Empathy and the K-12 Environment

Students in Courtney Putnam’s integrated learning course that links English 101 and College 101 participated in small group “empathy projects,” which involved both primary and secondary research at Cascadia. Here, students in the “Empathy in the K-12 Environment” group present and interpret their research findings.

By Cascadia students McKenna Secrist, RJ Roy, William Hager, and Jack Iudice

Do you remember that one kid in school? You know, the one that consistently found themselves on the short of end of rumors and raided lockers. Maybe when they brought up concerns with respective authorities, they were told to ignore the problem. Maybe they were even punished. There was this other kid too; the one that could tip beakers in science class and yell obscenities in the hall and only receive a passing glance. It only follows that the victim might stop and wonder what place empathy could in a world where the abusers are at the top of the food-chain, and tight networks of fear are allowed to thrive within a system that facilitates their growth. Should things be left as they are? If not, what role should authority–namely, teachers–play in effecting change?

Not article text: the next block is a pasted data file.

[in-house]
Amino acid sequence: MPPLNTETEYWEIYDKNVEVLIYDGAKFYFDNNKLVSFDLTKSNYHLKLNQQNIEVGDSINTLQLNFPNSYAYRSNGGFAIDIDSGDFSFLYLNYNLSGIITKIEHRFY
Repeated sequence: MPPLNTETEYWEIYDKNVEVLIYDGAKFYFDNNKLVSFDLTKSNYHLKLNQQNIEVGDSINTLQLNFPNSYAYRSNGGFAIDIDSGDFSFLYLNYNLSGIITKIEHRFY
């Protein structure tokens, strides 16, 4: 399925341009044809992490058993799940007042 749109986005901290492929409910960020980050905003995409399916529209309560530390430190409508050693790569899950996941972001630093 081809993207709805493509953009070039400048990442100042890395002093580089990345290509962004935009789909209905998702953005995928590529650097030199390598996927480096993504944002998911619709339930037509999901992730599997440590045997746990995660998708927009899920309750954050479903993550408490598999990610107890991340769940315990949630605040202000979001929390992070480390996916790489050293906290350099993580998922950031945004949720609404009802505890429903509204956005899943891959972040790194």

The society we live in today cries out in a never-ending search for a more loving and more accepting humankind. People fight for change in the hearts of political leaders and rally to make heard their need for more empathy in the world. Too much of the coverage surrounding these patterns in social revolution focuses on the adults who play roles in the communities and not enough on where their values and views were fed for so long. When we turn our attention to what and how children are being taught for the first eighteen years of their lives we can establish an understanding of what children stand to learn about growing into kinder, more loving, and more empathetic adults.


The scope of our research was based on empathy as it pertains to the developing brain. The skill we looked for was the ability to recognize other people as separate entities, capable of feeling a full spectrum of emotion. To empathize with another is to recognize and relate to how another person feels with one’s own experiences. To take it further, empathy is about forming bonds through this understanding.